Lung cancer may also lead to dyspnea or shortness of breath, as one’s lungs may not receive adequate oxygen levels. Shortness of breath may occur among patients with lung cancer after physical activity or even while at rest.
A weakened immune system and insufficient oxygen supply due to lung cancer may trigger extreme fatigue and lack of energy to perform even basic daily tasks. Chemotherapy and other treatments for lung cancer may aggravate this symptom.
- Loss of appetite
Over 60% of patients with lung cancer experience loss of appetite, which causes them to shed several pounds. This typically occurs because cancerous tumors release substances that reduce one’s appetite and cause malnutrition.
- Body pain
When cancer cells begin spreading to other body parts, one may experience pain in these areas. Bone pain, particularly in the hips and back, is a common sign of lung cancer.
- Voice hoarseness
Patients with lung cancer may develop voice hoarseness due to damage caused to their vocal cords.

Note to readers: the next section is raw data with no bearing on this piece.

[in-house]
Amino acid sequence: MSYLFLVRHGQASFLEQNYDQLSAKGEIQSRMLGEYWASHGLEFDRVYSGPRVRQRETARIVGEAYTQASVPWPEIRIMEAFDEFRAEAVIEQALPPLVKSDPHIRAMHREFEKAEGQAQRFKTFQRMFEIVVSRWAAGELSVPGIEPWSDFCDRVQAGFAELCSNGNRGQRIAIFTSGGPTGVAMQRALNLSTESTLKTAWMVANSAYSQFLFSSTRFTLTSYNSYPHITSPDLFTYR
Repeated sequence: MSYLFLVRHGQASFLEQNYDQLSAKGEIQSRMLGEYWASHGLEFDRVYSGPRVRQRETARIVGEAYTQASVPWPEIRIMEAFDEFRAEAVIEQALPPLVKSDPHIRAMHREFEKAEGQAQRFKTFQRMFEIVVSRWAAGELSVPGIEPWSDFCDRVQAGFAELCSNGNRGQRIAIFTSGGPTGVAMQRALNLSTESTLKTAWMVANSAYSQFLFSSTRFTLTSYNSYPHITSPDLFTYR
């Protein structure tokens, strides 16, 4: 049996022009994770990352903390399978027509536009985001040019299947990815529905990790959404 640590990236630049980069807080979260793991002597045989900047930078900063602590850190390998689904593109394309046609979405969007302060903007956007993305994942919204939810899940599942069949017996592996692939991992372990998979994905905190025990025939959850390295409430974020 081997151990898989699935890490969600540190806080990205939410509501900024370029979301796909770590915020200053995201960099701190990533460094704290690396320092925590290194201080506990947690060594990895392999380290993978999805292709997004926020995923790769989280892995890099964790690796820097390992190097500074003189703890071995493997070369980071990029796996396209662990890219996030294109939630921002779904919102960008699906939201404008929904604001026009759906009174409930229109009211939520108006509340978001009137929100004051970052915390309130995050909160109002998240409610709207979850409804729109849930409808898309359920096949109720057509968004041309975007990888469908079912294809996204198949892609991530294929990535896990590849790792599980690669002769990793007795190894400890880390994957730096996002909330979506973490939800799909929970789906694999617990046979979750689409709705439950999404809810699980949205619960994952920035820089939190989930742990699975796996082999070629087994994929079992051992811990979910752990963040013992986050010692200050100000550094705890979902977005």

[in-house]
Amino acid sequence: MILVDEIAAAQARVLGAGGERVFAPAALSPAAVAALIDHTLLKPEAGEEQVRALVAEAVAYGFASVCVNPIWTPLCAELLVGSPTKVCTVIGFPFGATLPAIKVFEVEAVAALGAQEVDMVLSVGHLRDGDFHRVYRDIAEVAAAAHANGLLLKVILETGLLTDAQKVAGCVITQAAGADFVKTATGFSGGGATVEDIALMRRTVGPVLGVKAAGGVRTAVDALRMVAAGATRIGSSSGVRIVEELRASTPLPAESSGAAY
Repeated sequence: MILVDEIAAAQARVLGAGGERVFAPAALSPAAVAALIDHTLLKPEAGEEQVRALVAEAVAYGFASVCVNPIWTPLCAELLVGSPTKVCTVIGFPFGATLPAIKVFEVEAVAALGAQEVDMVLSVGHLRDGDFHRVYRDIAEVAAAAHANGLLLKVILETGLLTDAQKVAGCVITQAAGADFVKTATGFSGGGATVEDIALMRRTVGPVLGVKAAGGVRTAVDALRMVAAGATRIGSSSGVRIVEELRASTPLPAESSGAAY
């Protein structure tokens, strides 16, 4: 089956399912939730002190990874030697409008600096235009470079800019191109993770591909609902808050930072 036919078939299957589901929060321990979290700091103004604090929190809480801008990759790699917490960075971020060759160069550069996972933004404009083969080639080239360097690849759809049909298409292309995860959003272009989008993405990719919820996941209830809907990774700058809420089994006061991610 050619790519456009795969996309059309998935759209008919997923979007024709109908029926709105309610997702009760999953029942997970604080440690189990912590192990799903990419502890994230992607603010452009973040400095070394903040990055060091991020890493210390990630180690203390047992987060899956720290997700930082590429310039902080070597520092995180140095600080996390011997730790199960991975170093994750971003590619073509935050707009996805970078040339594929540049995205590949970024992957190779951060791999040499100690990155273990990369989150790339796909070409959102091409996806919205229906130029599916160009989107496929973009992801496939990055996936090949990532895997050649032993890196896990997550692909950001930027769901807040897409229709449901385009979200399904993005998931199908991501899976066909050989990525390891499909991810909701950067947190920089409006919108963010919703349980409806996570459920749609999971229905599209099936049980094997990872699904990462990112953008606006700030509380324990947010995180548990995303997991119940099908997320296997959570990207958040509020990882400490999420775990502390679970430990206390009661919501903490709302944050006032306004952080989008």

- Yellowing of the skin
If lung cancer spreads to one’s liver, it may lead to jaundice symptoms, i.e., yellowing of the skin and eyes.
- Swelling of the lymph nodes
Lung cancer may spread to lymph nodes around the lungs and in the chest, causing swelling of these nodes.
- Swollen face
Lung cancer may cause swelling of the face if the malignant tumors in one’s lungs block the flow of blood to the face. This symptom is referred to as superior vena cava syndrome (SVCS).
- Finger clubbing
Finger clubbing occurs when one’s nails soften, and the skin next to one’s nail bed becomes tender, followed by swelling of the fingertips. This symptom is observed among 35% of individuals with NSCLC and 4% of those with SCLC.
Headaches may be caused among patients with lung cancer following the spread of cancer to the head and the development of a tumor near the superior vena cava, a vein that supplies blood from the head to the arms and the heart.
- Horner syndrome